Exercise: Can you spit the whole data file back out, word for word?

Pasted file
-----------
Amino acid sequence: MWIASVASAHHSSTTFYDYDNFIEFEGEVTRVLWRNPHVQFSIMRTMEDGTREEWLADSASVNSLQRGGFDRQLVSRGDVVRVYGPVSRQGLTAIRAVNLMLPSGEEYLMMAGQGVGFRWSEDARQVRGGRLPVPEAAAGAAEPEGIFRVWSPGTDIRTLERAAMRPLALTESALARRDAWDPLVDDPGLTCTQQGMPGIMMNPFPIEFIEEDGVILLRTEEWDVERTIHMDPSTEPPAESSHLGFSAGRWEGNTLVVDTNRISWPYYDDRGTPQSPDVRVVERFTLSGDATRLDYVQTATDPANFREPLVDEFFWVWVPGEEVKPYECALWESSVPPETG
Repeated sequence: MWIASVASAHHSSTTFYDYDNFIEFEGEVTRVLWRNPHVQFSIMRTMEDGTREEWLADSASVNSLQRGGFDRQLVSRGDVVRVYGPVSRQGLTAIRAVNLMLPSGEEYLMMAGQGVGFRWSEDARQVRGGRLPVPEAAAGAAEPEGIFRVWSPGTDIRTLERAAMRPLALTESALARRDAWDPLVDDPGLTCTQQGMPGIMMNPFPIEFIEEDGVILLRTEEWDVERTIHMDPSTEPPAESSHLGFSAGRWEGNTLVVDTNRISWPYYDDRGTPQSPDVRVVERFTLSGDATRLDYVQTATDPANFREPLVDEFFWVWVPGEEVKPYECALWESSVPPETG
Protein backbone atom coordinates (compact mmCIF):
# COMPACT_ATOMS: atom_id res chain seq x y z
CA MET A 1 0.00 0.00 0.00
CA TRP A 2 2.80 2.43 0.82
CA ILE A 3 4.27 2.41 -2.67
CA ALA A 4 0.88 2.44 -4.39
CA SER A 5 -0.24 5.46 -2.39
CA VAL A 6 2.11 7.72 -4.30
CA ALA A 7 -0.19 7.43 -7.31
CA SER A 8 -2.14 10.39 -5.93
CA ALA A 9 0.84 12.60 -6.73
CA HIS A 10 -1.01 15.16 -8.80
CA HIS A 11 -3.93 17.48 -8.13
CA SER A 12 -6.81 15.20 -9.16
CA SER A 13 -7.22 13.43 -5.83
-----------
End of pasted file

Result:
Amino acid sequence: MWIASVASAHHSSTTFYDYDNFIEFEGEVTRVLWRNPHVQFSIMRTMEDGTREEWLADSASVNSLQRGGFDRQLVSRGDVVRVYGPVSRQGLTAIRAVNLMLPSGEEYLMMAGQGVGFRWSEDARQVRGGRLPVPEAAAGAAEPEGIFRVWSPGTDIRTLERAAMRPLALTESALARRDAWDPLVDDPGLTCTQQGMPGIMMNPFPIEFIEEDGVILLRTEEWDVERTIHMDPSTEPPAESSHLGFSAGRWEGNTLVVDTNRISWPYYDDRGTPQSPDVRVVERFTLSGDATRLDYVQTATDPANFREPLVDEFFWVWVPGEEVKPYECALWESSVPPETG
Repeated sequence: MWIASVASAHHSSTTFYDYDNFIEFEGEVTRVLWRNPHVQFSIMRTMEDGTREEWLADSASVNSLQRGGFDRQLVSRGDVVRVYGPVSRQGLTAIRAVNLMLPSGEEYLMMAGQGVGFRWSEDARQVRGGRLPVPEAAAGAAEPEGIFRVWSPGTDIRTLERAAMRPLALTESALARRDAWDPLVDDPGLTCTQQGMPGIMMNPFPIEFIEEDGVILLRTEEWDVERTIHMDPSTEPPAESSHLGFSAGRWEGNTLVVDTNRISWPYYDDRGTPQSPDVRVVERFTLSGDATRLDYVQTATDPANFREPLVDEFFWVWVPGEEVKPYECALWESSVPPETG
Protein backbone atom coordinates (compact mmCIF):
# COMPACT_ATOMS: atom_id res chain seq x y z
CA MET A 1 0.00 0.00 0.00
CA TRP A 2 2.80 2.43 0.82
CA ILE A 3 4.27 2.41 -2.67
CA ALA A 4 0.88 2.44 -4.39
CA SER A 5 -0.24 5.46 -2.39
CA VAL A 6 2.11 7.72 -4.30
CA ALA A 7 -0.19 7.43 -7.31
CA SER A 8 -2.14 10.39 -5.93
CA ALA A 9 0.84 12.60 -6.73
CA HIS A 10 -1.01 15.16 -8.80
CA HIS A 11 -3.93 17.48 -8.13
CA SER A 12 -6.81 15.20 -9.16
CA SER A 13 -7.22 13.43 -5.83